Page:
President of the National Association of Graduate Teachers (NAGRAT), Angel Carbonu is disappointed at the Ghana Education Service for allowing two dreadlocked students aka Rasta to be admitted into Achimota School.
He says the exception granted the dreadlocked students will set a bad precedent.
“I disagree with it. I am surprised and very disappointed that the Ghana Education Service bent the rules for these Rastafarians. When the Ghana Education Service begins to make these exceptions, they create chaotic situations in the school for we the teachers to manage. If you stretch the frontiers of this, you will have problems so they didn’t have to limit it to only Rastafarians,” he said on the Big Issue.
Authorities of the Achimota school had on Thursday turned home the dreadlocked students , asking their parents to cut off their hair or find another school for them.
The news since caught national attention.
But after public outrage, GES says it has directed the school to admit the two first-year students in spite of their dreadlocks.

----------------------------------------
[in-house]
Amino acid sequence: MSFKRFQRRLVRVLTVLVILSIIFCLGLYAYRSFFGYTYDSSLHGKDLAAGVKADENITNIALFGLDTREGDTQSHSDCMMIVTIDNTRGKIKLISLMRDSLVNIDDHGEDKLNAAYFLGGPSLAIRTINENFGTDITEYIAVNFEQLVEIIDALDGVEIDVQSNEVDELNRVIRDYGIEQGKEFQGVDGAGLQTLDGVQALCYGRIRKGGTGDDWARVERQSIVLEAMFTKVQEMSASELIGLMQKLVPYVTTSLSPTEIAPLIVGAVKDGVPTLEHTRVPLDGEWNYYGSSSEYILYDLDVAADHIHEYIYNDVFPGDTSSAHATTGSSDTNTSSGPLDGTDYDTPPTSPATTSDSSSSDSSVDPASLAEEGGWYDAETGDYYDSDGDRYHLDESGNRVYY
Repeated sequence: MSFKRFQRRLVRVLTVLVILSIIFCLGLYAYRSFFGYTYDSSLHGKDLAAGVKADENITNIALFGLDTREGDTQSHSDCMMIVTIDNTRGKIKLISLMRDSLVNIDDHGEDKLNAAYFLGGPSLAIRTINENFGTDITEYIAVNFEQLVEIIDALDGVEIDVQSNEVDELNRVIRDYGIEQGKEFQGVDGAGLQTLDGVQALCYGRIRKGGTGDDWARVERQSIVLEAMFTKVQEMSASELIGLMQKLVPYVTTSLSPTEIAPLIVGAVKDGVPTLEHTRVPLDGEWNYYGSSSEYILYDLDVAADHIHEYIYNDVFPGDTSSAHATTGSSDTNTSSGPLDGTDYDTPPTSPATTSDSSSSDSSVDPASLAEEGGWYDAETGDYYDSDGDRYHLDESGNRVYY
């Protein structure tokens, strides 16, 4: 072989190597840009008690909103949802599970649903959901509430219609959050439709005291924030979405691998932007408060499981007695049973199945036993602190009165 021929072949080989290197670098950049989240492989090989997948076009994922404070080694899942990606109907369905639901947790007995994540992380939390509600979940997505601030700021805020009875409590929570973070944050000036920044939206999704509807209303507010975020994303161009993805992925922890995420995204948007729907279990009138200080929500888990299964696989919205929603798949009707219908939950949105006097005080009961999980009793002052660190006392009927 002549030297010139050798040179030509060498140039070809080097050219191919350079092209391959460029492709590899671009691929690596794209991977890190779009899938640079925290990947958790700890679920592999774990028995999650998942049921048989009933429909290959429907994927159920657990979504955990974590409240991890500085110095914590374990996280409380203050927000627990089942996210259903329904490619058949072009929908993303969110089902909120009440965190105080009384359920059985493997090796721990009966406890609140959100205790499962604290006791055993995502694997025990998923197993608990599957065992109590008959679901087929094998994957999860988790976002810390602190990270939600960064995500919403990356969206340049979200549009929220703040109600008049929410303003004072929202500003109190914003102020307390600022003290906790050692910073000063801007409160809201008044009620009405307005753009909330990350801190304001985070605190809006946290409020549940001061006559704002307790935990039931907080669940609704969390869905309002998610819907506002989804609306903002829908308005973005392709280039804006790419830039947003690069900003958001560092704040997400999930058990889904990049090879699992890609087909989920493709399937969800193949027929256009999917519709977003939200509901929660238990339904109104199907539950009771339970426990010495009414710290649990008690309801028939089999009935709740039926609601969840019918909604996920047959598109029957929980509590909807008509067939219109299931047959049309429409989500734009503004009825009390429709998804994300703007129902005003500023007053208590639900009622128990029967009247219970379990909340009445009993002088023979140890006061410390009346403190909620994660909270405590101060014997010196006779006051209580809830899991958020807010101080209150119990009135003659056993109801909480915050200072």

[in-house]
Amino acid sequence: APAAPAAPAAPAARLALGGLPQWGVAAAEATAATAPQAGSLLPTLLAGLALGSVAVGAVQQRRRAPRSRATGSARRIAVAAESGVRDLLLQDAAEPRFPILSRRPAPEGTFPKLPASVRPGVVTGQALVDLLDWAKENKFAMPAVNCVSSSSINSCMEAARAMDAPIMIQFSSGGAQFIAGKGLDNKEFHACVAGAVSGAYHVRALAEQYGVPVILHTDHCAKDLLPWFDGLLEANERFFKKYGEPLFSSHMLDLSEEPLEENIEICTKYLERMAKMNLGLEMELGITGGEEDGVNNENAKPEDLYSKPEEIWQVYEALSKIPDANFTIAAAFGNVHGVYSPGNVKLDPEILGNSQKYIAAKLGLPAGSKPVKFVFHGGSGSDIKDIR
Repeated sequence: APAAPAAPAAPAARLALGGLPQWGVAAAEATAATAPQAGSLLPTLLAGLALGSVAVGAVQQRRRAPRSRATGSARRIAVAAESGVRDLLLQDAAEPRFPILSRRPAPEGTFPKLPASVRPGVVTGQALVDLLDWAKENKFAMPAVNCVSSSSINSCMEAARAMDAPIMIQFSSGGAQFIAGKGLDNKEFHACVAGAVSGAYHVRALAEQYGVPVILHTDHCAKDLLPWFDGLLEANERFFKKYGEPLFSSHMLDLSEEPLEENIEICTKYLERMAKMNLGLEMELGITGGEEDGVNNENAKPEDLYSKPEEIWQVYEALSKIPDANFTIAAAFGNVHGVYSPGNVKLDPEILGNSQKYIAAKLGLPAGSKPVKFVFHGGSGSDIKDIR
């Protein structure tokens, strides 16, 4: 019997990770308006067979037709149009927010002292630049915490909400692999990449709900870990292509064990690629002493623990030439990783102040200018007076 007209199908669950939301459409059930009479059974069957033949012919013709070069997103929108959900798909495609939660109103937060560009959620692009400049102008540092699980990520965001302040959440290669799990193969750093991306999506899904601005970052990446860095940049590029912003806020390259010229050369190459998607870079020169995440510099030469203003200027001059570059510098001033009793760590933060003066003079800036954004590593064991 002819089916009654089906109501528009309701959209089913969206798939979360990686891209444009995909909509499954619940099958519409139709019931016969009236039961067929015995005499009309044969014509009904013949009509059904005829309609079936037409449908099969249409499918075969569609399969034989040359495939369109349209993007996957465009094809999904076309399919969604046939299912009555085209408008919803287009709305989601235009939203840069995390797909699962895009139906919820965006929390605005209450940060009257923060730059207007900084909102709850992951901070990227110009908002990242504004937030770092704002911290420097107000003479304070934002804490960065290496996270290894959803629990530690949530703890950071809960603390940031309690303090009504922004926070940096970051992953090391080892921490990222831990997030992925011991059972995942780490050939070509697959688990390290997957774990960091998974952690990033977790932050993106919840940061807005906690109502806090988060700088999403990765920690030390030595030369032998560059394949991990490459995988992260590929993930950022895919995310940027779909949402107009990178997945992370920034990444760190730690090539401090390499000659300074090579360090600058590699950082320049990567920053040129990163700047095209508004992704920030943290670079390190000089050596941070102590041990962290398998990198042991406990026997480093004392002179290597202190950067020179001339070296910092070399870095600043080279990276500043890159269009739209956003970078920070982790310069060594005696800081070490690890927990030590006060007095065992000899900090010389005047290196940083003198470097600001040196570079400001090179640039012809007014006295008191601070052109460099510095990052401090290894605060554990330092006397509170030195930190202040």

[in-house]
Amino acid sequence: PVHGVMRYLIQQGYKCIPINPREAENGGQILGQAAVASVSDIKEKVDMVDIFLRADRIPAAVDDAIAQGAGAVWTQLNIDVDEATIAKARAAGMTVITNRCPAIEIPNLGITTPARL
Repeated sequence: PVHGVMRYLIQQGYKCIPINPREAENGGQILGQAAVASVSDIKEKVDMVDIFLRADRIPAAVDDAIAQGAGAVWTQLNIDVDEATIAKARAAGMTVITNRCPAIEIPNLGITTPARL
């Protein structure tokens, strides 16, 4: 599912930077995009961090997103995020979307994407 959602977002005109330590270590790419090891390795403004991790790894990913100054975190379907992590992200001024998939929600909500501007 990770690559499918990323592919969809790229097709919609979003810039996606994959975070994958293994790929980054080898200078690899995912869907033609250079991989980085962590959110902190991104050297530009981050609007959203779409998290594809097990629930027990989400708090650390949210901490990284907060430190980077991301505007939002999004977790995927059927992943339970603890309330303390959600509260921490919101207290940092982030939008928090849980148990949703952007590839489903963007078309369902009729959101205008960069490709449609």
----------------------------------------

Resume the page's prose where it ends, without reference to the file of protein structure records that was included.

An official at the GES who pleaded anonymity told Citi News the school had been directed to admit the students .
But Angel Carbonu insisted that the educational authorities got it completely wrong on this score.
“I disagree with it. I am very disappointed in the management of the GES and I disagree with the directive to the school. The students were in the first place not denied admission. What the school authorities just said as a student of the school you can’t have this hair so cut it”, he noted.[embedded content]
On the same show, however, the Executive Director of education think-tank, Africa Education Watch said, the GES’ directive is a step in the right direction.
“We welcome the directive from the GES, and we think that it is consistent with our constitution and our achieving to international conventions and our own educational plan that seeks to ensure by 2020 that every child of school-going age in Ghana completes the full cycle of school in respect of ethnicity, race, gender, religion etc. It’s a victory for our constitution, it’s a victory for our rule of law and a victory for education for all and a pat on all of us to ensure that our education is inclusive and non-discriminatory.”